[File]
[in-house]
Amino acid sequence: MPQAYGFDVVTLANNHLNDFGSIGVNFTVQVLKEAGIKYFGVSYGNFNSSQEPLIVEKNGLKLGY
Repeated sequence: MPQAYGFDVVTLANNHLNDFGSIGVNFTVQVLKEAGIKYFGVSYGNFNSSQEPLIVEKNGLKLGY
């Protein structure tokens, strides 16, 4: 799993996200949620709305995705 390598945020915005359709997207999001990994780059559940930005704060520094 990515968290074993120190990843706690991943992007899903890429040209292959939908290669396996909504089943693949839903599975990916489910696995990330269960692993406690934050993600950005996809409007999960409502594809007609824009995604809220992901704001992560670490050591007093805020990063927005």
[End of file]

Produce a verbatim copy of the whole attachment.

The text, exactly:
[in-house]
Amino acid sequence: MPQAYGFDVVTLANNHLNDFGSIGVNFTVQVLKEAGIKYFGVSYGNFNSSQEPLIVEKNGLKLGY
Repeated sequence: MPQAYGFDVVTLANNHLNDFGSIGVNFTVQVLKEAGIKYFGVSYGNFNSSQEPLIVEKNGLKLGY
């Protein structure tokens, strides 16, 4: 799993996200949620709305995705 390598945020915005359709997207999001990994780059559940930005704060520094 990515968290074993120190990843706690991943992007899903890429040209292959939908290669396996909504089943693949839903599975990916489910696995990330269960692993406690934050993600950005996809409007999960409502594809007609824009995604809220992901704001992560670490050591007093805020990063927005």